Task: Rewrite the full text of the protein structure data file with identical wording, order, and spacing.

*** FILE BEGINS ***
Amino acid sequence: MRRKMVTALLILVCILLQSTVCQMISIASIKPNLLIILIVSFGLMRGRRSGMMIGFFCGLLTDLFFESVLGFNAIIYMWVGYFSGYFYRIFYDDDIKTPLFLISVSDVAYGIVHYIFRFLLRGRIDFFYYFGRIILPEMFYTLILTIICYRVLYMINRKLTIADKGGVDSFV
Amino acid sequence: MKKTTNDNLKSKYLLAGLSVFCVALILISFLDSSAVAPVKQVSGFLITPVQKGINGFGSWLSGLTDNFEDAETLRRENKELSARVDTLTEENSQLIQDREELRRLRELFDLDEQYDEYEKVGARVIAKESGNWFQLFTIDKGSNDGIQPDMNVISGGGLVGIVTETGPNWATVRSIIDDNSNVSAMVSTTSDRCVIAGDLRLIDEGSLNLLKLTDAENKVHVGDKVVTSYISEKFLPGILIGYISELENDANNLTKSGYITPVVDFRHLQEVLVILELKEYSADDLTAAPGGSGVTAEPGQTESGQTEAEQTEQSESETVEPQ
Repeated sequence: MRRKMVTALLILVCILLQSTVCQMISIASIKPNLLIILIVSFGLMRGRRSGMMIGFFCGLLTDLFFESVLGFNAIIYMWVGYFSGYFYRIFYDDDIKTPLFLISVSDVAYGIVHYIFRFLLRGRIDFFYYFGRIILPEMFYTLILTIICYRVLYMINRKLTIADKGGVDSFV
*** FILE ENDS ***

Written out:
Amino acid sequence: MRRKMVTALLILVCILLQSTVCQMISIASIKPNLLIILIVSFGLMRGRRSGMMIGFFCGLLTDLFFESVLGFNAIIYMWVGYFSGYFYRIFYDDDIKTPLFLISVSDVAYGIVHYIFRFLLRGRIDFFYYFGRIILPEMFYTLILTIICYRVLYMINRKLTIADKGGVDSFV
Amino acid sequence: MKKTTNDNLKSKYLLAGLSVFCVALILISFLDSSAVAPVKQVSGFLITPVQKGINGFGSWLSGLTDNFEDAETLRRENKELSARVDTLTEENSQLIQDREELRRLRELFDLDEQYDEYEKVGARVIAKESGNWFQLFTIDKGSNDGIQPDMNVISGGGLVGIVTETGPNWATVRSIIDDNSNVSAMVSTTSDRCVIAGDLRLIDEGSLNLLKLTDAENKVHVGDKVVTSYISEKFLPGILIGYISELENDANNLTKSGYITPVVDFRHLQEVLVILELKEYSADDLTAAPGGSGVTAEPGQTESGQTEAEQTEQSESETVEPQ
Repeated sequence: MRRKMVTALLILVCILLQSTVCQMISIASIKPNLLIILIVSFGLMRGRRSGMMIGFFCGLLTDLFFESVLGFNAIIYMWVGYFSGYFYRIFYDDDIKTPLFLISVSDVAYGIVHYIFRFLLRGRIDFFYYFGRIILPEMFYTLILTIICYRVLYMINRKLTIADKGGVDSFV